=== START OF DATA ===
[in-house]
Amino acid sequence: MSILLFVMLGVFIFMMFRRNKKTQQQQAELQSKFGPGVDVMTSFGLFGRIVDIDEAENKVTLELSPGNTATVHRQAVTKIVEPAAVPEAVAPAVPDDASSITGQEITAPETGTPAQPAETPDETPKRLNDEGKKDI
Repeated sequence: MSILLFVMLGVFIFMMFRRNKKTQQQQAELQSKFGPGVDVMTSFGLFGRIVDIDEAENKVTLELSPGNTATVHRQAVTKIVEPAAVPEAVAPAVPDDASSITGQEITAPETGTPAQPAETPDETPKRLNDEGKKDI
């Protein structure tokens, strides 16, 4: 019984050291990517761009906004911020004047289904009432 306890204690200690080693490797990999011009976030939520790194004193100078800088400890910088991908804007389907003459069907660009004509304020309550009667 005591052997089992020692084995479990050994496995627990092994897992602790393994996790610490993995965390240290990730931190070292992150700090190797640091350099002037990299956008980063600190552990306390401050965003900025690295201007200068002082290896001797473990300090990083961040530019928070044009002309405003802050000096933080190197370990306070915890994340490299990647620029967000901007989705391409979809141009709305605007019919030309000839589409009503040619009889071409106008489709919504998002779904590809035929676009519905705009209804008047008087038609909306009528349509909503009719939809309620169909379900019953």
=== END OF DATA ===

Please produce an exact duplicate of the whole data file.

[in-house]
Amino acid sequence: MSILLFVMLGVFIFMMFRRNKKTQQQQAELQSKFGPGVDVMTSFGLFGRIVDIDEAENKVTLELSPGNTATVHRQAVTKIVEPAAVPEAVAPAVPDDASSITGQEITAPETGTPAQPAETPDETPKRLNDEGKKDI
Repeated sequence: MSILLFVMLGVFIFMMFRRNKKTQQQQAELQSKFGPGVDVMTSFGLFGRIVDIDEAENKVTLELSPGNTATVHRQAVTKIVEPAAVPEAVAPAVPDDASSITGQEITAPETGTPAQPAETPDETPKRLNDEGKKDI
């Protein structure tokens, strides 16, 4: 019984050291990517761009906004911020004047289904009432 306890204690200690080693490797990999011009976030939520790194004193100078800088400890910088991908804007389907003459069907660009004509304020309550009667 005591052997089992020692084995479990050994496995627990092994897992602790393994996790610490993995965390240290990730931190070292992150700090190797640091350099002037990299956008980063600190552990306390401050965003900025690295201007200068002082290896001797473990300090990083961040530019928070044009002309405003802050000096933080190197370990306070915890994340490299990647620029967000901007989705391409979809141009709305605007019919030309000839589409009503040619009889071409106008489709919504998002779904590809035929676009519905705009209804008047008087038609909306009528349509909503009719939809309620169909379900019953």